The high-profile, family-run group began to face scrutiny in May after it failed to repay some debts. It is now locked in a sour feud with fellow Saudi conglomerate Saad Group, which is also facing a London legal suit. International creditors are estimated to have some $16 billion in exposure to the two firms.

Both groups are working with their creditors for resolution, while the Al-Gosaibi group is already facing legal challenges from creditors in New York.

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Heavy weather for ports operator DP World

The slowdown in global shipping this year has dragged down Dubai-based DP World’s first half net profits, which slumped 34 per cent to US$188 million (Dh689.9m).
Volumes for the port operator declined by 10 per cent between January through June worldwide and by 7 per cent at its flagship Jebel Ali terminal in Dubai amid a “very challenging operating environment”, said Mohammed Sharaf, the chief executive of DP World, the fourth-largest terminal operator with 49 terminals worldwide. The results were better than the global average decline of 15 per cent, according to Drewry Shipping Consultants in London.

Mr Sharaf said the “unpredictable trends in global trade” are expected to continue in the second half of the year, but pockets of growth in its emerging markets businesses should help counter the wider decline in trade.

The company is dealing with the sharpest fall in global seaborne trade since containerised shipping was introduced in the 1950s, with global trade volumes expected to decline by 9 per cent this year, according to the World Trade Organisation. The company has responded by reviewing and postponing nearly all of its expansion plans, although it has begun operating new terminals in Djibouti and Algeria, and renewed terminal concessions in Australia.

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Islamic finance institutions add $580bn in assets

Total assets at the world’s 100 largest Islamic banks climbed by 66 per cent to more than US$580 billion (Dh2.13 trillion) last year, according to a report by Asian Banker.

The dramatic jump reflects the rapid growth of the Islamic finance industry as a whole, analysts say. While little reliable data exists on Islamic assets globally, the overall industry is by some estimates worth about $1 trillion and growing.

“Overall, 2008 was a relatively good year for the Middle East and Asian financial sector, with banks including Islamic financial institutions posting stellar performance in the first half of the year,” said Khalid Howladar, a senior credit officer for Islamic finance at Moody’s in Dubai. “The slowdown fully took effect only in the third and fourth quarter.”

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Yahoo buy spawns e-commerce giant

One of the Middle East’s largest e-commerce companies has been created as a by-product of Yahoo’s acquisition of Maktoob, the region’s biggest internet portal.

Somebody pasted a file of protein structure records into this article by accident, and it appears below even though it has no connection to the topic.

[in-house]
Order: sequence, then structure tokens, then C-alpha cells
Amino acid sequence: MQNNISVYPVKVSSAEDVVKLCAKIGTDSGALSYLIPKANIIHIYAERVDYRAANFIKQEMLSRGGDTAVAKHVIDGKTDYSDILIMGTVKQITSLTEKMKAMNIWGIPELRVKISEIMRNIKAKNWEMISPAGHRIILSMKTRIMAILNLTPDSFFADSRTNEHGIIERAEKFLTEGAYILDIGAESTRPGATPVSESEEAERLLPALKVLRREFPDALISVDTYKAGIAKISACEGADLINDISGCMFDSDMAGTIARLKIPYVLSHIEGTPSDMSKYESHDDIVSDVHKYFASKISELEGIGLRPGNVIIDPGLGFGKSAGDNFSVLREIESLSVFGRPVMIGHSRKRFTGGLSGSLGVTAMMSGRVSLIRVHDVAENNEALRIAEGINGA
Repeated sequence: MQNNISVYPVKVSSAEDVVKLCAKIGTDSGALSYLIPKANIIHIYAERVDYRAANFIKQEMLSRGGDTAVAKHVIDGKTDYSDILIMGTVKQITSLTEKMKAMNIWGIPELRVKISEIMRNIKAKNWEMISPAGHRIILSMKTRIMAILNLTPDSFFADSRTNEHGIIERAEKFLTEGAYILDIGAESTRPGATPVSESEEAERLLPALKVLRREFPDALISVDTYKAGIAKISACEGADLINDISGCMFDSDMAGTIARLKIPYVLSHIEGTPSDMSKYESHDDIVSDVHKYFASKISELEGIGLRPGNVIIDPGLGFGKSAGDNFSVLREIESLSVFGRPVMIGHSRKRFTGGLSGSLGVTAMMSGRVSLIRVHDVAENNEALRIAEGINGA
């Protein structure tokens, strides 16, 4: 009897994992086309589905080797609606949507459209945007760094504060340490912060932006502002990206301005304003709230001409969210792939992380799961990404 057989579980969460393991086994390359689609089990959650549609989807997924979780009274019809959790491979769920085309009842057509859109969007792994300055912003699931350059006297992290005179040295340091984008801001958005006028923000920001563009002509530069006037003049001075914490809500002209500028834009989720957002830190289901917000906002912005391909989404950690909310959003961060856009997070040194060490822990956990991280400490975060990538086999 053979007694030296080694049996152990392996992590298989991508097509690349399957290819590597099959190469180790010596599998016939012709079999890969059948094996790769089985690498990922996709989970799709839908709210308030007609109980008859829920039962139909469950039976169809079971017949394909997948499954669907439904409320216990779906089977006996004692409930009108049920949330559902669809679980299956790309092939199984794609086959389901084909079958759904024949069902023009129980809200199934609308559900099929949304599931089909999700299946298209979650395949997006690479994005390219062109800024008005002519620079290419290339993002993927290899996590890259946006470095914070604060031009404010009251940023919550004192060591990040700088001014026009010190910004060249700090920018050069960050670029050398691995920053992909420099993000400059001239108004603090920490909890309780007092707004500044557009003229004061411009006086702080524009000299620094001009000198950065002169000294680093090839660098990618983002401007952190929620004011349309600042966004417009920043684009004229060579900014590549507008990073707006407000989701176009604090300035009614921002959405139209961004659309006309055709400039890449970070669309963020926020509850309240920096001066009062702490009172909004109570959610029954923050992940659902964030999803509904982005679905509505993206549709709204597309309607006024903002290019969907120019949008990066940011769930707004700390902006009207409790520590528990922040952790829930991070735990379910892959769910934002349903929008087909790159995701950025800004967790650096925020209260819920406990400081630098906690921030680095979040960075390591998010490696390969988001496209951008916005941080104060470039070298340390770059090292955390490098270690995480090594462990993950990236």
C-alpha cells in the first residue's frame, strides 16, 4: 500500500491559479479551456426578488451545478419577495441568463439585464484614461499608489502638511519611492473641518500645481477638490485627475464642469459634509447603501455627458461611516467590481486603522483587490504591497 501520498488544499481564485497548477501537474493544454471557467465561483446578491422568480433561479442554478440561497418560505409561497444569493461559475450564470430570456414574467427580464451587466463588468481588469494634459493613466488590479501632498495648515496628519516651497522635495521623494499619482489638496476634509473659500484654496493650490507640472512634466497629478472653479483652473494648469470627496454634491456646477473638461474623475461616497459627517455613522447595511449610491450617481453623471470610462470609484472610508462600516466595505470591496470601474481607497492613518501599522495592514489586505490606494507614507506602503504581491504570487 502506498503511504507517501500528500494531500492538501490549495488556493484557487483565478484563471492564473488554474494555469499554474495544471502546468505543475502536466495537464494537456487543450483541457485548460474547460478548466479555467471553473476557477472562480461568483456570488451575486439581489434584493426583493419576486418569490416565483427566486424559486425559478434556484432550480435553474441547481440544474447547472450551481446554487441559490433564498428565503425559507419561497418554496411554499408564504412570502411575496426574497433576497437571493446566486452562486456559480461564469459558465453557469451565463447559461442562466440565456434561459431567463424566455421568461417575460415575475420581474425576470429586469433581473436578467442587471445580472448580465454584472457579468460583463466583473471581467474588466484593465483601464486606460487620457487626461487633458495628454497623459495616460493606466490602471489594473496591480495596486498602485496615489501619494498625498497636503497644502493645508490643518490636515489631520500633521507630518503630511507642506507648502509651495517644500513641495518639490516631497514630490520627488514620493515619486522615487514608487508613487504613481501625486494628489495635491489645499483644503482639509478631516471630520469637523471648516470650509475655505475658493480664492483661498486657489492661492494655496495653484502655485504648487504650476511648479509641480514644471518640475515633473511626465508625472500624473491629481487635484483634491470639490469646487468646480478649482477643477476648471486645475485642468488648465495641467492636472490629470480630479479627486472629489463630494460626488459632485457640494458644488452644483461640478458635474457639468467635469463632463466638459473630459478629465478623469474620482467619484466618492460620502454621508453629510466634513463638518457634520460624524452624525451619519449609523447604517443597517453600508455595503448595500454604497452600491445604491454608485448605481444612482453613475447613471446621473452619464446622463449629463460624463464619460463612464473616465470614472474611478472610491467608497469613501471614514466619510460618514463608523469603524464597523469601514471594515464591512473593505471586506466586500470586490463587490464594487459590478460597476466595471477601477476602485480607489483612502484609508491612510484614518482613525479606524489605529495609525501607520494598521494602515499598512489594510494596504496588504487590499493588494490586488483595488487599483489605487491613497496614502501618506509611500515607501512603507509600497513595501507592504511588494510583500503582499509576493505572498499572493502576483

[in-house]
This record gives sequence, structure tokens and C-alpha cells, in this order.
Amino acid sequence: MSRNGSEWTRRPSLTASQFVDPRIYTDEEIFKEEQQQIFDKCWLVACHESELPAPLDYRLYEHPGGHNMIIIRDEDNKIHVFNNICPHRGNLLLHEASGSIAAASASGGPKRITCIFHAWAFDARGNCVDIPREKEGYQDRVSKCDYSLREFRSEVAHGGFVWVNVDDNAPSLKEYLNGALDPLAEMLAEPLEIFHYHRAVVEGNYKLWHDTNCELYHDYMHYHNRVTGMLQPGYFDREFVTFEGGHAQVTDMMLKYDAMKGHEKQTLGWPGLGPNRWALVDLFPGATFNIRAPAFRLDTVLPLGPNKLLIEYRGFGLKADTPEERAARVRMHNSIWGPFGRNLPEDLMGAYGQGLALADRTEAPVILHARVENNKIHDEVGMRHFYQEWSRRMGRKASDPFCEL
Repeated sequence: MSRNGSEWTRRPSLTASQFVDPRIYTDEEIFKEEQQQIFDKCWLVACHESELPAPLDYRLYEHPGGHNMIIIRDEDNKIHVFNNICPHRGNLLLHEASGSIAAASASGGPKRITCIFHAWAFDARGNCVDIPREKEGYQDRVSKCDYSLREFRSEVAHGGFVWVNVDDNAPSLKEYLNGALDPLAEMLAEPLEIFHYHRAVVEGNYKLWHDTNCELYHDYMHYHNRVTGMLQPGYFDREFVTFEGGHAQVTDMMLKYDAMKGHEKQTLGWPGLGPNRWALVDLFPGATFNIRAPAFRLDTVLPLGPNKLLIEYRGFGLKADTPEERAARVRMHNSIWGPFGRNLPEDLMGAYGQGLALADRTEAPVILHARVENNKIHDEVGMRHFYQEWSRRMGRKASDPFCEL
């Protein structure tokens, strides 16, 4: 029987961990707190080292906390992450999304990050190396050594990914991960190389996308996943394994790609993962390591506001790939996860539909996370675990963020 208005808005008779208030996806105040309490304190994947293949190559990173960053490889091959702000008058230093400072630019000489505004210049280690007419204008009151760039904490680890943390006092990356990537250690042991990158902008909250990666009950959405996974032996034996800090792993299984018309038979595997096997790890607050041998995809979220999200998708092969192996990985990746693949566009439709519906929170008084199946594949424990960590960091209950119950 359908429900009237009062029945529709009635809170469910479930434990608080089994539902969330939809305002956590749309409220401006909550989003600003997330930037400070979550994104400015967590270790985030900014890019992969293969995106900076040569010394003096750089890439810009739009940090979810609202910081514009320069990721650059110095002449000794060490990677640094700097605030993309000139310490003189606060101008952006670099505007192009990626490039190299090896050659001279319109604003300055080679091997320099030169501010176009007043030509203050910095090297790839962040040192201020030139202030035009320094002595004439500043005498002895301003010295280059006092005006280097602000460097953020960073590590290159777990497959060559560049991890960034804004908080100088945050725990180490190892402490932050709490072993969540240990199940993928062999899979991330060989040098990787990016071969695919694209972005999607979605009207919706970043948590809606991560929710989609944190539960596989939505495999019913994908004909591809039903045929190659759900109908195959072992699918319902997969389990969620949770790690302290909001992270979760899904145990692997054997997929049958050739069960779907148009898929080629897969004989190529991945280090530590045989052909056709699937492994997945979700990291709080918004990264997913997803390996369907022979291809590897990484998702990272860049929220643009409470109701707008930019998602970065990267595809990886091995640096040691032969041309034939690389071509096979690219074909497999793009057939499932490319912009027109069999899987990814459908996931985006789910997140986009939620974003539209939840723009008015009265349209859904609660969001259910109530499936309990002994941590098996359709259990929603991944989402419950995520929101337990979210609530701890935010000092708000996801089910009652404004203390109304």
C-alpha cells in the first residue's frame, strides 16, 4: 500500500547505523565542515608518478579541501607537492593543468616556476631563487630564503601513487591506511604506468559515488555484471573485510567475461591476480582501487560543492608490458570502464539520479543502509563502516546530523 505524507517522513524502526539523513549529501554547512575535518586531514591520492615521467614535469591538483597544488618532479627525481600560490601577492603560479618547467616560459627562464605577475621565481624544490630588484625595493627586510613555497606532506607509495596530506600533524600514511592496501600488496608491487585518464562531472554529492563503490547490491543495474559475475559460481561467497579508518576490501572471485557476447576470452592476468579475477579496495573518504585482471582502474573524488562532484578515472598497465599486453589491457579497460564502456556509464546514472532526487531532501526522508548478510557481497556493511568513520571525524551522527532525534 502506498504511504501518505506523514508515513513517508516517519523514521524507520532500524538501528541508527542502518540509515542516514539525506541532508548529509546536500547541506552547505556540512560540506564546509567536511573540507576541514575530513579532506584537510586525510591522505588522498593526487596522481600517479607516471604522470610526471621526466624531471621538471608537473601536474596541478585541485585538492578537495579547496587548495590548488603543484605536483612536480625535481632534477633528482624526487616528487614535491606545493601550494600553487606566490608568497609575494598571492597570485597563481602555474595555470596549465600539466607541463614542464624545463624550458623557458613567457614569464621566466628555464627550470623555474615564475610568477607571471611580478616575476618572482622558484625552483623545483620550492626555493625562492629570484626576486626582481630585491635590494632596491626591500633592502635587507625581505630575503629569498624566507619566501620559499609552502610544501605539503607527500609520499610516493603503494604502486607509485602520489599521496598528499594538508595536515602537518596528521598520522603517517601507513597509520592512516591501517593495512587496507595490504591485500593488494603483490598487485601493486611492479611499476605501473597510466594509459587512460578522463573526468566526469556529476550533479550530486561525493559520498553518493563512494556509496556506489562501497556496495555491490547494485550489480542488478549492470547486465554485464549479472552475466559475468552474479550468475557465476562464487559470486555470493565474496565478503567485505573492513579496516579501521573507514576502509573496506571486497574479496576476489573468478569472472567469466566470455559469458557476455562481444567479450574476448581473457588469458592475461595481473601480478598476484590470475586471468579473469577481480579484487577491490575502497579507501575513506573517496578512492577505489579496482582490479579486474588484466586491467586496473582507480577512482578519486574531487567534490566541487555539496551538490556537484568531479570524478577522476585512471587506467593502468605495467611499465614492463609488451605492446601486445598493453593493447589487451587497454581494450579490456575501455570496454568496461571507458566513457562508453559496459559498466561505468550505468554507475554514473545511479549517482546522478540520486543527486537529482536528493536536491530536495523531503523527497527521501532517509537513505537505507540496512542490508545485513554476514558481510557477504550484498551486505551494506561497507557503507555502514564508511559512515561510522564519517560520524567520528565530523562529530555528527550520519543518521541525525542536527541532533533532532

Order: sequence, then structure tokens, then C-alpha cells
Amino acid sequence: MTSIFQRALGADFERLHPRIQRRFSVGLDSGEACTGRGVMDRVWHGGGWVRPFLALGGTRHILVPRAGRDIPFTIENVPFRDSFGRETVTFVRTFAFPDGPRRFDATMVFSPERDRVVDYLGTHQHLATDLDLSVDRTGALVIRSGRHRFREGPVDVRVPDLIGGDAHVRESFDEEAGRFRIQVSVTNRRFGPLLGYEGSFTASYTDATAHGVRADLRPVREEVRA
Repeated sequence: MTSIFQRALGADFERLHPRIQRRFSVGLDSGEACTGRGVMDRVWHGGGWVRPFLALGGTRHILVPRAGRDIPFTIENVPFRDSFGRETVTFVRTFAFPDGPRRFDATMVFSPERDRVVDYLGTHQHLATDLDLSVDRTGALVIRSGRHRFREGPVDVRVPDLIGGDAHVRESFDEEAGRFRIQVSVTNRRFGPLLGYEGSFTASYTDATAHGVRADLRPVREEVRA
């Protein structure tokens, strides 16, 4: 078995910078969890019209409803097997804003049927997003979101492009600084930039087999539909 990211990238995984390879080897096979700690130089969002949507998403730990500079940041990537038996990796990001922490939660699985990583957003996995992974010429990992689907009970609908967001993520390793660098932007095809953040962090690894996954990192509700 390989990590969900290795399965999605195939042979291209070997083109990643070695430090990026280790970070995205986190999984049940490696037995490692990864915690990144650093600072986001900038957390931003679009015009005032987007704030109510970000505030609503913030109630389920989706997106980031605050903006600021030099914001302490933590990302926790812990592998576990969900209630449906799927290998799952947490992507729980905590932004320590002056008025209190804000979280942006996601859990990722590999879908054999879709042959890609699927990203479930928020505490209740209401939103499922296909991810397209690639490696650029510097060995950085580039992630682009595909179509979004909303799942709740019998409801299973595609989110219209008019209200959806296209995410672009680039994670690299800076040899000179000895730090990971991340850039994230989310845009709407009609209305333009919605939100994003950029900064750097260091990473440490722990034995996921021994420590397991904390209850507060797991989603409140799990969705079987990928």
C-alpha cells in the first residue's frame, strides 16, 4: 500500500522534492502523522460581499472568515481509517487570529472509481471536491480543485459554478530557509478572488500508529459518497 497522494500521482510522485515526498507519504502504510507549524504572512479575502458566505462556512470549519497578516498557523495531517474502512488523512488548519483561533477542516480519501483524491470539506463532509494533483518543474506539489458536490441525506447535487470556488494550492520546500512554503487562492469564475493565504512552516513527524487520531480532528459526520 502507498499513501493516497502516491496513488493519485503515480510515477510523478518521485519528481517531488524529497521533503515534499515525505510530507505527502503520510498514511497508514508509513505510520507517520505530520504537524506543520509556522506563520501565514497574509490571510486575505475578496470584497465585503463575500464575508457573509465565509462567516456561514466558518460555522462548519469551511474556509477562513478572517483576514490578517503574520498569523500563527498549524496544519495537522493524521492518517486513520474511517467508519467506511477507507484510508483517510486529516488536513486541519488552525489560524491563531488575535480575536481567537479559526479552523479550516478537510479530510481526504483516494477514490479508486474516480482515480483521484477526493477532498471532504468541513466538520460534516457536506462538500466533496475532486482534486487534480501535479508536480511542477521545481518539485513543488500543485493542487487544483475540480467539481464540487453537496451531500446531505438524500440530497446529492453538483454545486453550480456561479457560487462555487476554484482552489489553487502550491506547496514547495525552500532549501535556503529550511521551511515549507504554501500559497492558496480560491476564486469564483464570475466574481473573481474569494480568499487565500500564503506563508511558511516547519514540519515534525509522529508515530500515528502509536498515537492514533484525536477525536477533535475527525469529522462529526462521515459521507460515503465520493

While the US technology giant has bought the core Maktoob web portal, a number of businesses previously under the umbrella of the Maktoob Group have been spun off into a new company, to be managed by its co-founder, Samih Toukan.

“We will operate in a similar way to the old Maktoob group but the focus will be different, looking more at e-commerce, transactional businesses, things that nobody is doing enough of in the region,” Mr Toukan said.

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Bank investment chief testifies in fraud trial

The chief executive officer of investment banking at Dubai Islamic Bank told a court yesterday that two defendants in a US$501 million (Dh1.8 billion) fraud trial were the bank executives responsible for facilitating credit allowances for a company that defaulted on its loans.

Saad Zaman, 42, told the Dubai Criminal Court of First Instance that in 2007 he was informed that CCH, a Turkish company, had defaulted on its loan instalments.

He told the court the bank was owed $170m by the company. “We found out that CCH had not used the funds provided according to the investment agreements set between us,” he said.

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UAE-Qatar 'facing negative inflation'

Qatar and the UAE are likely to see negative inflation this year due to falling house prices, while inflation rates will slow sharply in Saudi Arabia and Kuwait, EFG-Hermes said in a note yesterday.

Inflationary pressures have dropped off rapidly across the oil-exporting region as crude prices fell from peaks of $147 a barrel in July last year and the dollar strengthened, easing import costs for states that peg their currencies to the US currency.

"The UAE and Qatar will see the greatest reversal in inflation trends," EFG-Hermes said in the research note.

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Oil and trade lure Berlusconi to Libyan talks

Libya is the biggest provider of crude oil to Italy by far and its sovereign wealth fund may yet prop up some large Italian companies, but Silvio Berlusconi is discovering - like Gordon Brown of the UK - that to deal with Muammer Gaddafi can be a double-edged sword.

When he flies to Tripoli on Sunday, the Italian prime minister will be the first western head of government to greet the Libyan leader since the homecoming of the convicted Lockerbie bomber which has sparked a furore in the US and the UK.

Oil and business ties are expected to top the agenda when Mr Berlusconi joins Colonel Gaddafi to celebrate the accord they forged a year ago under which Italy said it would pay $5bn (€3.5bn, £3bn) during 25 years as reparations for its colonial rule, which lasted from 1911 to 1943.

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Thursday, 27 August 2009